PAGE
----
Does Cognitive Behavioural Analysis system of psychotherapy improve interpersonal functioning in patients affected by persistent depression and what can research tell us about the theoretical model this therapy is based on?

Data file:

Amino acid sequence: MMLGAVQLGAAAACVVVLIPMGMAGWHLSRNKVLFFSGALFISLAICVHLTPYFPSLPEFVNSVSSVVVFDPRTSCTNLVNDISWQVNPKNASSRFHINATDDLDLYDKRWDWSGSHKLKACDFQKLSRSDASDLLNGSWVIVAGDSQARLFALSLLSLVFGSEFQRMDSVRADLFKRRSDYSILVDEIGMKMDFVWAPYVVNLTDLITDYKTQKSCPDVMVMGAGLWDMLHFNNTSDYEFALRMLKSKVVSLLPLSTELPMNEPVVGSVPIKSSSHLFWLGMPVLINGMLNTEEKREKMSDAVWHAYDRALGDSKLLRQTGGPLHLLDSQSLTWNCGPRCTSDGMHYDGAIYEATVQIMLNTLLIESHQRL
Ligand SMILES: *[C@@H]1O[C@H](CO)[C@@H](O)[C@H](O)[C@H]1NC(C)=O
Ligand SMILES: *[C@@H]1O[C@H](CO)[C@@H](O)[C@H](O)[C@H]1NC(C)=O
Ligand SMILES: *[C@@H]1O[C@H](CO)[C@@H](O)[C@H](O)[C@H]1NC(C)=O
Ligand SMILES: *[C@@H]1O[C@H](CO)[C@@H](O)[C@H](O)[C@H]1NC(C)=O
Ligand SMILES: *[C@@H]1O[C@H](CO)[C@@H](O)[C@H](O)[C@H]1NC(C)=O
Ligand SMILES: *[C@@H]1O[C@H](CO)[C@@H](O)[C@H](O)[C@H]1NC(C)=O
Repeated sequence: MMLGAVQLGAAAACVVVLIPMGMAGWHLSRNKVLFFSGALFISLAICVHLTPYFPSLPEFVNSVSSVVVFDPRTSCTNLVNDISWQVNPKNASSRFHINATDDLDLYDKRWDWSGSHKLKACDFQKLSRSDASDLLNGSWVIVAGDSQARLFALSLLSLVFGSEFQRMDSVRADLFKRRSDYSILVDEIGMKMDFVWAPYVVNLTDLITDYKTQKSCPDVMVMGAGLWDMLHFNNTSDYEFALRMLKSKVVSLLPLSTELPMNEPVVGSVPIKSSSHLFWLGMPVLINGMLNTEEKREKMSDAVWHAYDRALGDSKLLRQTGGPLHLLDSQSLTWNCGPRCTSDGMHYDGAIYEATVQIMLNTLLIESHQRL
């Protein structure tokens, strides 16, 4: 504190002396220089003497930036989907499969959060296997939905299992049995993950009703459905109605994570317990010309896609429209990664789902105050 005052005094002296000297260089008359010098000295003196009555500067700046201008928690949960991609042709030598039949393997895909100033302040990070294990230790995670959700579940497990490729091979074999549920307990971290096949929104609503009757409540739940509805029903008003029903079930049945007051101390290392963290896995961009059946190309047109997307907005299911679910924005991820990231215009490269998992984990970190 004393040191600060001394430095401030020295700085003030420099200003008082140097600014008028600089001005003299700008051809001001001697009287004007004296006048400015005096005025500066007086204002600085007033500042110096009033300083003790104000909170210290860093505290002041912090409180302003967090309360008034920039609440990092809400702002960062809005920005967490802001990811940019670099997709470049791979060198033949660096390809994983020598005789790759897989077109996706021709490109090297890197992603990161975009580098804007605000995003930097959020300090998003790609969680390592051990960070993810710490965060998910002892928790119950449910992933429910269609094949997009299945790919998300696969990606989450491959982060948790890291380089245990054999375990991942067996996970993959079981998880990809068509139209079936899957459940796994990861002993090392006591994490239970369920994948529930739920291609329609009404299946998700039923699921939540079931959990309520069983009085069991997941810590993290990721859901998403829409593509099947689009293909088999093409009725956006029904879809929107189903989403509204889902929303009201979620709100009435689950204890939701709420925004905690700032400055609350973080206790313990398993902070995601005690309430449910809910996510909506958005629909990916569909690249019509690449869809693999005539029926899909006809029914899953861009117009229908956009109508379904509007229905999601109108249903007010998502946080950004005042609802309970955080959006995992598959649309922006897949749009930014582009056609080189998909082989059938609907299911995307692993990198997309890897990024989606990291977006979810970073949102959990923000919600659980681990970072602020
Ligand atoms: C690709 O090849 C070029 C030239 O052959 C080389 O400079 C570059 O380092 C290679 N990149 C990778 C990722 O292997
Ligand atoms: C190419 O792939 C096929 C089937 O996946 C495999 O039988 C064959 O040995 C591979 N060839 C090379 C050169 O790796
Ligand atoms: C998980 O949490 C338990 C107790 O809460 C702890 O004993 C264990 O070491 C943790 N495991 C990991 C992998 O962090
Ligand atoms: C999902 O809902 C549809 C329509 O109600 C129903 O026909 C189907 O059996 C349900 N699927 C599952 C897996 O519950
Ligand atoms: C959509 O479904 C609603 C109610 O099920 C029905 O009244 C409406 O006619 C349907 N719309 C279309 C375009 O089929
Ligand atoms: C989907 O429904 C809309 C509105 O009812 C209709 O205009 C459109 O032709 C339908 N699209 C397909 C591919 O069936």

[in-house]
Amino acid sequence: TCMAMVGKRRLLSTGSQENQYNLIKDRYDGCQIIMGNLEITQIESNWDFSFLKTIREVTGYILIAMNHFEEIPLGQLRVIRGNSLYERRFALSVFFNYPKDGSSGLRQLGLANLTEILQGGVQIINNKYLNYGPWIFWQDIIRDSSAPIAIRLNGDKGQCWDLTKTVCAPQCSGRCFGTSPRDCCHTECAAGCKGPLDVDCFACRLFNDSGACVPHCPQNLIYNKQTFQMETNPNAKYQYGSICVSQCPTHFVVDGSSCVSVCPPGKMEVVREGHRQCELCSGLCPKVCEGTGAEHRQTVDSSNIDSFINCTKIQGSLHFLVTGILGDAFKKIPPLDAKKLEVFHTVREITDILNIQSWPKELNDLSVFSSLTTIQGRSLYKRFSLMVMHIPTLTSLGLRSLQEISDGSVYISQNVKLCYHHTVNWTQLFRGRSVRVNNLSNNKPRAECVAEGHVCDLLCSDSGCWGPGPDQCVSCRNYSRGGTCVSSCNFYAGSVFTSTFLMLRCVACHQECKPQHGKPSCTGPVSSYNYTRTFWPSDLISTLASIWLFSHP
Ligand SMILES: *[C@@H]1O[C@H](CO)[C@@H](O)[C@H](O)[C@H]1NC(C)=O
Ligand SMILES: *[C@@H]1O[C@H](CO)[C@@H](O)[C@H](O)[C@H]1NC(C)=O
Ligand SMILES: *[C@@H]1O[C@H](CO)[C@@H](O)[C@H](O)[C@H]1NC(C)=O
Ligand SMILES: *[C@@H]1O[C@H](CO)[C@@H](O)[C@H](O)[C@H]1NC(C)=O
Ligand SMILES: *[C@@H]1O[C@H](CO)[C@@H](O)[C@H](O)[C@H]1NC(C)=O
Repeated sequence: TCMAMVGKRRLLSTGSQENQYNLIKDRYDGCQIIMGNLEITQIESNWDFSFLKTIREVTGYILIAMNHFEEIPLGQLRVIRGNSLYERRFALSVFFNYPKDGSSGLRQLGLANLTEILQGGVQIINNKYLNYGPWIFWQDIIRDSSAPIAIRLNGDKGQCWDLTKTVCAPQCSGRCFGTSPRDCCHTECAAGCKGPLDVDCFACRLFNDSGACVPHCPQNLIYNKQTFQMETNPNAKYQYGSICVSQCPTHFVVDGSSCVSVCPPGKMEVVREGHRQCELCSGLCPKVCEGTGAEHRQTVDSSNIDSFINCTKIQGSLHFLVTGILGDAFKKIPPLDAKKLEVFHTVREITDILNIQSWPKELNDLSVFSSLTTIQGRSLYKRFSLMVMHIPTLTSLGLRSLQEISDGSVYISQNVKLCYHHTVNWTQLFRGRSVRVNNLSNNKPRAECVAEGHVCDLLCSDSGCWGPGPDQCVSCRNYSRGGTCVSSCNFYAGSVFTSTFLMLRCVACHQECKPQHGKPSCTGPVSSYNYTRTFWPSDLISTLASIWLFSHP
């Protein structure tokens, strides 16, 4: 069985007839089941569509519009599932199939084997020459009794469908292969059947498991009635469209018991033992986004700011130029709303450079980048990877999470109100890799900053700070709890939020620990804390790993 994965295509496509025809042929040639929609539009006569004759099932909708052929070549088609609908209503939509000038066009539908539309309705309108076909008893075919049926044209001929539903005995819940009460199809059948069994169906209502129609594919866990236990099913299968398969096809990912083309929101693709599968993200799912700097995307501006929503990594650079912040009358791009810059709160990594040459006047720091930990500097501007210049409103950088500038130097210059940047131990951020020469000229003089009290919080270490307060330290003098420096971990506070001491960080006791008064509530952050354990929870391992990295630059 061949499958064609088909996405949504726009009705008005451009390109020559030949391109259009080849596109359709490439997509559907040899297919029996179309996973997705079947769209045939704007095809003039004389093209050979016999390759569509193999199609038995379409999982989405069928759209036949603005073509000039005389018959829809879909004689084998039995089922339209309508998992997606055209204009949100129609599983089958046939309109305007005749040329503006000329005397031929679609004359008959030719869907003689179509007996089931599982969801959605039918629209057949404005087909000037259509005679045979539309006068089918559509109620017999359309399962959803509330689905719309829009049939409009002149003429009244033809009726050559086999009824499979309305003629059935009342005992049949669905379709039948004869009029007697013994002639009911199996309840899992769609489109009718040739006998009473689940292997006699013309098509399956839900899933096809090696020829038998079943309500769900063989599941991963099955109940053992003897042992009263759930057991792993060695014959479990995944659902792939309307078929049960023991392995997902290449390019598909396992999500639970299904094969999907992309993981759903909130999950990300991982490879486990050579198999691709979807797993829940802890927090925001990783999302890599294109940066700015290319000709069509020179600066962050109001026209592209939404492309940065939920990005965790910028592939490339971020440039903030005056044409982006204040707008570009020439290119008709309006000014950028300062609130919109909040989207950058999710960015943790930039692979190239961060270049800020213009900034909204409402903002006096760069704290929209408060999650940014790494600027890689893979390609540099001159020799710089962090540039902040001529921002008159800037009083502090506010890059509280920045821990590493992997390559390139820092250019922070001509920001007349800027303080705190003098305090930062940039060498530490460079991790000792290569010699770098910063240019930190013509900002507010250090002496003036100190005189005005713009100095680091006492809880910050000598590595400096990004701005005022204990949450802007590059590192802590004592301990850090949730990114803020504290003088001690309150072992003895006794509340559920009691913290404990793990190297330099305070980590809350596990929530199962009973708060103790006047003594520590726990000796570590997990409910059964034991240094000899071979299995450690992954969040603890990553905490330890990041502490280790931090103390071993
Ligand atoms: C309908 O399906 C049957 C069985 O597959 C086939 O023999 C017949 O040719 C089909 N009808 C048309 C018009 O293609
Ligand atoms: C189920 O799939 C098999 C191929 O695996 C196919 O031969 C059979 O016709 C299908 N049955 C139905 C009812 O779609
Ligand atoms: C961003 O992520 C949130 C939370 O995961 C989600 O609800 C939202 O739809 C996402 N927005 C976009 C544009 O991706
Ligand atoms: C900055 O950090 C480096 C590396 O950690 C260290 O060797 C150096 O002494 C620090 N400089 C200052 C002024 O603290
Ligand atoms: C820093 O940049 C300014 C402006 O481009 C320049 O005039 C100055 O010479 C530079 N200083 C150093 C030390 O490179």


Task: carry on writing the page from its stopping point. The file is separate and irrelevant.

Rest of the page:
Background. Cognitive Behavioural Analysis System of Psychotherapy (CBASP) has been developed to treat individuals affected by persistent depressive disorder (PDD). There is a growing number of empirical studies to suggest that CBASP is effective in treating chronically depressed population. Taking into account these findings as well as the chronic and debilitating nature of persistent depression, it can be invaluable, when planning treatment, to understand the factors contributing to and maintaining this condition, as well as mechanisms of change involved in CBASP. Purpose. A systematic review aimed to establish the quality of evidence indicating the effectiveness of CBASP when addressing difficulties with interpersonal functioning which are believed to be causing and maintaining depressive symptoms according to the theory of persistent depression developed by McCullough (2000). McCullough hypothesised that childhood trauma leads to an impairment in the cognitive-emotional development, which then leads to interpersonal difficulties that result in depressive symptoms. An empirical study aimed to identify the strength of the relationships between different constructs in the theoretical foundations of CBASP. Methods. A systematic literature search was conducted identifying research reporting the effects of CBASP intervention on interpersonal functioning in the clinical samples affected by PDD or depression of chronic nature but not meeting all the criteria for PDD. The search yielded nine papers which met inclusion and exclusion criteria. The Effective Public Health Practice Project quality assessment tool was employed to assess the quality of the included studies. In order to collect data for empirical study, a cross-sectional design was used. Clinicians working in the mental health teams in the local board were asked to identify adult patients on their caseloads who were affected by PDD. The clinicians were then invited to introduce the study to these patients and, if the patient showed an interest, offer them a questionnaire pack to read at home. Thirty-two patients with PDD completed and returned a set of questionnaires measuring childhood trauma, pre-operational functioning/reflective functioning, interpersonal difficulties, and depressive symptoms. A series of multiple regression analyses were used to analyse the results. Results. The systematic review provided evidence supporting the hypothesis that CBASP intervention leads to an improvement in the area of interpersonal functioning. The majority of the assessed studies demonstrated the improvements on the measures of interpersonal functioning, while all of the studies showed reductions in depressive symptoms. The methodological quality of the studies has been evaluated to be of good or very good standard which strengthened the reliability and validity of the results. Findings from the empirical study, somewhat surprisingly, failed to demonstrate the hypothesised association between childhood trauma, pre-operational thinking, interpersonal difficulties and the severity of depression. Childhood adversity, pre-operational thinking and interpersonal difficulties did not predict the severity of depressive symptoms. The relationship between childhood trauma and interpersonal functioning, as well as interpersonal functioning and depression, did not reach statistical significance, even when the subscale of the Inventory of Interpersonal Problems (Horowitz, Alden, Wiggins, & Pincus, 2000) measuring a hostile submissive interpersonal style associated with persistent depression, was entered into the model. Discussion. The findings from the first chapter of this thesis provide evidence suggesting that CBASP intervention leads to an improvement in the area of interpersonal functioning and reduction in depressive symptomatology. Importantly, the review's results demonstrated that while the assessed studies were primarily of good quality, more studies investigating specific mechanisms of change involved in the CBASP intervention are needed. The analyses which were part of the empirical study revealed the lack of associations between the constructs used by McCullough in his theory of persistent depression. While it is possible that the relationships between the discussed constructs are weaker than previously established, there have been a number of methodological limitations, such as a potentially unrepresentative sample and its small size, which might have contributed to the absence of predicted effects.